Garda probe into crush that hurt girl at Coppers
Investigation focuses on patrons pushing to get in for cheap drinks
A GARDA investigation is under way into the events outside the Dublin nightclub Copper Face Jacks, where one young woman was crushed and taken to hospital in a "critical" condition during a crowd surge on Monday night.
The investigation will determine if there was any element of criminal liability on the part of patrons in the events outside the club, according to sources.
Gardai say the incident happened when a very large number of mainly third-level students began pushing and shoving outside the club in an attempt to gain free entry before the midnight deadline when a cover charge came into place.
Up to 1,500 young people descended on the club almost at the same time and the crowd crush developed at the entrance to an alleyway beside the premises on Harcourt Street. The large crowd was also attracted by an alcohol promotion offering drinks at €3.50.
It was the first such promotion run by the club and on Tuesday the owner, Cathal Jackson, said that it would be the last.
The club has a good security and safety record, gardai say, and employs more trained security staff than most other city nightclubs. It has staff on duty outside to manage crowds and queues when they spill on to the pavement.
It also generally restricts admission to over-21s but the 'Messy Monday' event was specifically aimed at 18-year-olds.
Mr Jackson, a former garda, said the large numbers of young people converging at one time took his staff by surprise. Doormen were on duty outside the club but were unable to prevent the crush shortly before midnight.
Three other girls with bruising and another with a suspected fractured ankle received hospital treatment.
Niamh Cannon, 18, from Letterkenny, Co Donegal, a teaching student at Marino College, was rendered unconscious but recovered under treatment at the Mater Hospital. She was initially described as being in a critical condition.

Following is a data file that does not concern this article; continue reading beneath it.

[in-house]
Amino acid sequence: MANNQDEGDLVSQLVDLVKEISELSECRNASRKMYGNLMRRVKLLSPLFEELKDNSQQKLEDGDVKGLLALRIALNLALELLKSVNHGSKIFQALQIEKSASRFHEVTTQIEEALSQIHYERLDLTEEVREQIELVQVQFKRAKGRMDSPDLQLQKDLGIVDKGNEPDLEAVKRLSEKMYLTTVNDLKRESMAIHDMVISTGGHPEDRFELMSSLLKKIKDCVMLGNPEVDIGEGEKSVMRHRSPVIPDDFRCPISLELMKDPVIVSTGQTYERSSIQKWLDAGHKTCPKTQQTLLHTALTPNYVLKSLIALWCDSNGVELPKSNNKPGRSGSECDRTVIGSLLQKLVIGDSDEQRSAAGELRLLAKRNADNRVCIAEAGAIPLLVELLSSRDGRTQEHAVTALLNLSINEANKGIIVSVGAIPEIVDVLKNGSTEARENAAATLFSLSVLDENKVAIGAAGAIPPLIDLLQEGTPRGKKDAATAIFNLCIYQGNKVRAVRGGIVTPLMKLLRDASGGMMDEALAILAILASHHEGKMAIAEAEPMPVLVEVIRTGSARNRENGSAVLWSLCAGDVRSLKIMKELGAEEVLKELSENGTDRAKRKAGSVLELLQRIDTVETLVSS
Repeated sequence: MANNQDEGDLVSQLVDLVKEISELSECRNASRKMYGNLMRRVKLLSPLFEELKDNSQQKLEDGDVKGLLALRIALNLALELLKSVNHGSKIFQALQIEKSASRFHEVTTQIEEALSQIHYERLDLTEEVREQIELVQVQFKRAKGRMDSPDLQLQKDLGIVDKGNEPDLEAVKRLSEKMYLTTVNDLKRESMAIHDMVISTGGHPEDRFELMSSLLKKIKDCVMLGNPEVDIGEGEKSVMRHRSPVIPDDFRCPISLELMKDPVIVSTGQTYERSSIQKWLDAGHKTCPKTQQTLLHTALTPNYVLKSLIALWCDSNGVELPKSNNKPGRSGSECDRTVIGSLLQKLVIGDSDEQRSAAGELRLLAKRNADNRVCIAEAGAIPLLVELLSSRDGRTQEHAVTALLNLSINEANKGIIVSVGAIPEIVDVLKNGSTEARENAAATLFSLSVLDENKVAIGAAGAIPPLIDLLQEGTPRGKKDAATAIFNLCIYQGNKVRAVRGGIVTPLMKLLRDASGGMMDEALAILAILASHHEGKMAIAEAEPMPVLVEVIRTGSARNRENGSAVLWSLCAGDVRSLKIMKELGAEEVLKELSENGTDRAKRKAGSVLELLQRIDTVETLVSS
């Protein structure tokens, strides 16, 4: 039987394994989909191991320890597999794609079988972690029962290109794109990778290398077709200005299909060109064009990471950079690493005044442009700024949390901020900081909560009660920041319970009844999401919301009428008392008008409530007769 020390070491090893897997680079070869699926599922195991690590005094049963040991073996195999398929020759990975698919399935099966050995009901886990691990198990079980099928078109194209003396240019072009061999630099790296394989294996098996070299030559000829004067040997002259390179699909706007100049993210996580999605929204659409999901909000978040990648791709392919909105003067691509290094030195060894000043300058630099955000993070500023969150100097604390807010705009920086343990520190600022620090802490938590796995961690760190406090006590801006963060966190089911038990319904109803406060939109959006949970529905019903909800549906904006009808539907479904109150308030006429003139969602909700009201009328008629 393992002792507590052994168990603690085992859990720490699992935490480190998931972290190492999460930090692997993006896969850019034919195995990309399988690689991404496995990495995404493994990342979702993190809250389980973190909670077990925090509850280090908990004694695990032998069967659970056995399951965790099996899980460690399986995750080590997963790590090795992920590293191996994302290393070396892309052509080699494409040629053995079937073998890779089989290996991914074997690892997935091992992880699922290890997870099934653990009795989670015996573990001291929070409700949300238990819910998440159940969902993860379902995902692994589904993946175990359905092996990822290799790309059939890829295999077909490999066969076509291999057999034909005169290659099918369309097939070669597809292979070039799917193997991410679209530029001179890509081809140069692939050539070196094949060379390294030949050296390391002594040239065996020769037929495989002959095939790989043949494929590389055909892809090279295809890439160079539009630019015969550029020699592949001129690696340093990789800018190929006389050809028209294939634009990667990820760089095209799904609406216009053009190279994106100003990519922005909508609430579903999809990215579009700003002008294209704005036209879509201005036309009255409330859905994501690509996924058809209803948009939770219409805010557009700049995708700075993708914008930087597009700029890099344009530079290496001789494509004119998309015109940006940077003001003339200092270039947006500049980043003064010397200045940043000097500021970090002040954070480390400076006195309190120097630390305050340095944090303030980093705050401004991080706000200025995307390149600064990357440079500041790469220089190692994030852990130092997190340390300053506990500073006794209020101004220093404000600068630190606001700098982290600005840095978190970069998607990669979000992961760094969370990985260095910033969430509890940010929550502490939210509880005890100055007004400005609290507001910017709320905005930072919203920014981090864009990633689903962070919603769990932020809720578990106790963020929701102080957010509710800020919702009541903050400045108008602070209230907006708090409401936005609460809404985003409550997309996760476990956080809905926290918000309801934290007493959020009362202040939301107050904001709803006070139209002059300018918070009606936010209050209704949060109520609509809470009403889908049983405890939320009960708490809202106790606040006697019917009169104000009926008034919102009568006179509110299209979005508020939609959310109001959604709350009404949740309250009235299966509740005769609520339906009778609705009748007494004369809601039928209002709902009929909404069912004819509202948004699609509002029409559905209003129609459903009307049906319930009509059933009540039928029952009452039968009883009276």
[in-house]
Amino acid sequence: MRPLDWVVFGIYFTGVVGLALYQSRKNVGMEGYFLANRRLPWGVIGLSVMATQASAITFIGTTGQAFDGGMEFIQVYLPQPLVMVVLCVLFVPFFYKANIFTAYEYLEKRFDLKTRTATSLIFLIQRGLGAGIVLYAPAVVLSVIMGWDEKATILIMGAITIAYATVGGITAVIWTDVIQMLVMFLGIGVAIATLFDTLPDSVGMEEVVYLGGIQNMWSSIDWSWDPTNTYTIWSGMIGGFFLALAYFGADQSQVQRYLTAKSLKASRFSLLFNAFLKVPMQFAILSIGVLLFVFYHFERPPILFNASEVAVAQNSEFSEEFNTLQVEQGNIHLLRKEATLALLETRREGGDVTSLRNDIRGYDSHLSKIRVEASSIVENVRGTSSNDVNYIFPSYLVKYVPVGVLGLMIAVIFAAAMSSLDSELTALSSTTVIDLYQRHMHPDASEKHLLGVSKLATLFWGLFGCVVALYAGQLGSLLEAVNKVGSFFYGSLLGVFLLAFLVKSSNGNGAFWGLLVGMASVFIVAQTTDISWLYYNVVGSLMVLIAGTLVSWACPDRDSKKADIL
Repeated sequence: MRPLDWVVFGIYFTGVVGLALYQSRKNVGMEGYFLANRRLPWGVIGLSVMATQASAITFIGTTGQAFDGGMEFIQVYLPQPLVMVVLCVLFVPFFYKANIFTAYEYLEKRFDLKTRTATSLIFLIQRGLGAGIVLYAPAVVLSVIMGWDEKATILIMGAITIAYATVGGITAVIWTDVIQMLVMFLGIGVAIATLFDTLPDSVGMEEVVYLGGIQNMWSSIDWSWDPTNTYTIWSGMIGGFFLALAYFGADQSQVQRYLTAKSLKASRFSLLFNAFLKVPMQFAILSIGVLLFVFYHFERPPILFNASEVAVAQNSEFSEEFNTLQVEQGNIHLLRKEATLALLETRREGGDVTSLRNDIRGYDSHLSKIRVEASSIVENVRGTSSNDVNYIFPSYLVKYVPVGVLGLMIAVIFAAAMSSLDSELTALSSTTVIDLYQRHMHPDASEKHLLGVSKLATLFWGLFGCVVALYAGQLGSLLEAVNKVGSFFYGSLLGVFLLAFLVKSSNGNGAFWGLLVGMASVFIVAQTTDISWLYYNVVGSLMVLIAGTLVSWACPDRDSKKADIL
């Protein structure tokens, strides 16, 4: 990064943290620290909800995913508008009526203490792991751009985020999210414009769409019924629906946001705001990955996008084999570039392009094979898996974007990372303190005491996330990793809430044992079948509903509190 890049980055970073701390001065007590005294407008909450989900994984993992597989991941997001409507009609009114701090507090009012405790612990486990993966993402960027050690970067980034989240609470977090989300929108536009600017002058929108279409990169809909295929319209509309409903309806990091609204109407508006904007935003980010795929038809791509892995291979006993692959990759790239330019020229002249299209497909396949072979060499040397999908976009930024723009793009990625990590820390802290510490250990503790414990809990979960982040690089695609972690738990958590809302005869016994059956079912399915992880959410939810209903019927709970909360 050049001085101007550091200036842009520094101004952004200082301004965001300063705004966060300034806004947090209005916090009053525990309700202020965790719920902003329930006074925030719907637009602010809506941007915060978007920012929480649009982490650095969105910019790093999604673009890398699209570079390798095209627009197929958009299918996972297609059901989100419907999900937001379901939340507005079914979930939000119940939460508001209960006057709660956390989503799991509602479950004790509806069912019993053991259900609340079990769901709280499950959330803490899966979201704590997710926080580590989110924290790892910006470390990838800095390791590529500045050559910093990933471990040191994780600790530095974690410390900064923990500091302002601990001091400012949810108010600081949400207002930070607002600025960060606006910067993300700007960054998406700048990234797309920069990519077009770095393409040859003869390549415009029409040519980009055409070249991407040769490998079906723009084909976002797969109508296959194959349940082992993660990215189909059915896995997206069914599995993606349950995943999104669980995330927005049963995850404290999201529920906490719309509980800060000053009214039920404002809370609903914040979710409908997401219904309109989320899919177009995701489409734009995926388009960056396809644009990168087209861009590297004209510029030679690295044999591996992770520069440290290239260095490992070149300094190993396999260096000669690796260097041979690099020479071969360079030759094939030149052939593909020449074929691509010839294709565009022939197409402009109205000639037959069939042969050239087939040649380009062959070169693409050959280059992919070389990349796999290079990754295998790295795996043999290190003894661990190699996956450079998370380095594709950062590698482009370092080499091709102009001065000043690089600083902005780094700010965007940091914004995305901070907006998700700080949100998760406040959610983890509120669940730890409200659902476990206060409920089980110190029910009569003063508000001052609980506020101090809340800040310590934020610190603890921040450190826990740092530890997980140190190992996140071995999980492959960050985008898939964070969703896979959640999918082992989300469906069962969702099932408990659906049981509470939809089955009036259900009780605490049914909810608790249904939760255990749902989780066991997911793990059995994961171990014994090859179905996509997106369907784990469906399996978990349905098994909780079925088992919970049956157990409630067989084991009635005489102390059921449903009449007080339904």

She was caught in the thick of the crush at the junction of the alleyway, Camden Place and Harcourt Street. The club's security staff helped free her from the crush before ambulances and gardai arrived. She has since made a full recovery.
The garda investigation is initially to establish the facts surrounding the event and a large number of people are to be interviewed. No decision is expected soon in regard to any issue of liability.
Gardai said there was no apparent widespread drunkenness and that the main cause of the crush appeared to be young people pushing and shoving each other to try and gain entry before midnight.
But gardai are generally unhappy with the amount of promotional nights featuring cheap drinks in city clubs, which they say are common and a frequent cause of drunkenness among young people.
They do not include Copper Face Jacks among the venues that cause them regular public order trouble. The club's main clientele are older and it is a popular venue for young gardai, GAA players and young people from the country who are living in the city.
Strict guidelines on crowd safety were introduced and enforced following the 1996 death of a 17-year-old girl, Brenda O'Brien, at Dublin's Point Depot – now the O2 Arena – during a concert by the US rock band Smashing Pumpkins.
Attempts were made during the Fianna Fail-Progressive Democrat coalition government in 2003 to clamp down on reduced-price drink promotions.
Then Justice Minister Michael McDowell spoke of wishing to see a more European "cafe culture" evolve in Ireland. At the time there was considerable publicity over the issue of drunkenness among young people.
The main legislative change was in the restriction of off-licence sales, however there was little change to the practice of cheap alcohol promotions.